AM: You said during your speech, think big and use your imagination. Why is important to do that?

Albert Carey: “I think we need to meditate. I learned long time ago from Deepak Chopra, I’m a friend of his and I worked with him in the past on leadership programs and I learned this business of creative visualization. If you meditate and think about, let your imagination run, what do you really want to be in your life, what kind of relationships you want to have, what kind of business man do you want to be, imagine what would you like and if you do it enough, it’s uncanny the way it works out. Lots of people heads nodding when I was talking about that, I think they agreed that your imagination is a great strength, it’s the thing that offers you big potential in your life and makes you accomplish what you are capable of doing.”

Related Article: Pepsi Intends to Change The Entire Beverage Industry

AM: What mistakes should be avoided by people who want to pursue a business profession?

Albert Carey: “Starting a business career, I would say that some people get overanxious, they want to move too fast before they learn the business and young people coming off campus sometimes want to be promoted so fast. First, take the base level job, learn it cold so that you can actually contribute and get success, then move on to the next thing. Don’t be so quick to be promoted or want to be moving on to the next thing. Don’t give up so quickly, eventually you have to give it some time, do not get overly worked up, and eventually you will catch on and then, it becomes fun as you have some success, but you have to give it a chance, this is a couple of things I would say for young people and for older people, like myself, when you’re at a job, do not let disappointments knock you backwards. There is actually an advantage to adversity and if you go through some adversity, it actually makes you better because you think about doing things that you never would have done before and you will learn resiliency, which I think is a great leadership characteristic.”

AM: For people living in poverty, what can you say about the role of education to change their reality?

Albert Carey: “Education gives you options. If you are in a poverty community you may be able to find a job as a labor and make some pretty good money. I would encourage the kids to go to school, get a high school education and try to go to college. If you do that, it gives you many more options that you wouldn’t have otherwise. That’s why I think what TELACU is doing is very good, is getting these young people the chance to get an education and pay for it because they do not have the resources to do it.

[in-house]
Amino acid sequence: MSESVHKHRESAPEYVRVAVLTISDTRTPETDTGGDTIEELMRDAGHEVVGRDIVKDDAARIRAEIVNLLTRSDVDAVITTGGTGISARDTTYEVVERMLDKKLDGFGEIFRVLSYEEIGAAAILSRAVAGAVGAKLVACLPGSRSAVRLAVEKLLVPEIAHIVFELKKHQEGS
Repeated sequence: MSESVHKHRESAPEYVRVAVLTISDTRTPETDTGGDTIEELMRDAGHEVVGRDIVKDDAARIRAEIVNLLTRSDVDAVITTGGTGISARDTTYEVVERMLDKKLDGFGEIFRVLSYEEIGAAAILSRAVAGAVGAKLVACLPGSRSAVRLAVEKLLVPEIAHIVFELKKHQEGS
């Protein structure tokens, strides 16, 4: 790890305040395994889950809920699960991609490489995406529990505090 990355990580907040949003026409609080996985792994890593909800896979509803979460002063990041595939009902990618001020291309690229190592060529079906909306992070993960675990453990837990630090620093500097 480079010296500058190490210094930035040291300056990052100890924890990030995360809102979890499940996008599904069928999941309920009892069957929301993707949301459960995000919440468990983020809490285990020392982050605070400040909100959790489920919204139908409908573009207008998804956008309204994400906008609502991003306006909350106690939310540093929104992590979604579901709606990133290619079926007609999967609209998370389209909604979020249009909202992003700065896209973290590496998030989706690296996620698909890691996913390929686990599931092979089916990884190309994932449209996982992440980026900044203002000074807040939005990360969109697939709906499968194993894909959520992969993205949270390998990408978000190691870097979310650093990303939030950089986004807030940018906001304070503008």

Albert Carey with Richard Montañez, creator of Hot Cheetos. Carey was an essential part for Montañez to launch his product, because Carey believed in his idea and supported it so that today Hot Cheetos is a multimillion dollar business.

AM: For our Abasto readers, what is your message to Hispanics working in the food and beverage industry?

Albert Carey: I spent 45 years in the food industry, between Pepsico and Procter & Gable, and most recently I see dramatic changes in the influence of Latino population, not just in the population, but also in I would call it Latino influence in food. It is not just Latinos eating these products, it’s crossing over into many different segments. Hot and spicy products are very popular, I see them all over the place. Hot Cheetos, we came out with flaming Hot Cheetos, it sold it in California, that was it. It sells everywhere included Canada right now. I would say that this is a great opportunity to be a Latino retailer or food manufacturer because the growth is going to be extreme. I think 70 percent of the growth in the food and beverage businesses in the next five years are going to come from Latino consumers. This is a really good time to get in the business, but be disciplined about it, do not give away all the products, make sure you have some margin, and you use your mix to keep your margins up, but it’s an exciting time to be in the grocery business, especially in the Latino grocery business. “

About Abasto

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Abasto is the only print and digital trade publication in the U.S that caters to the Hispanic food and beverage decision maker. Our 50K+ readers are responsible for wholesale purchasing decisions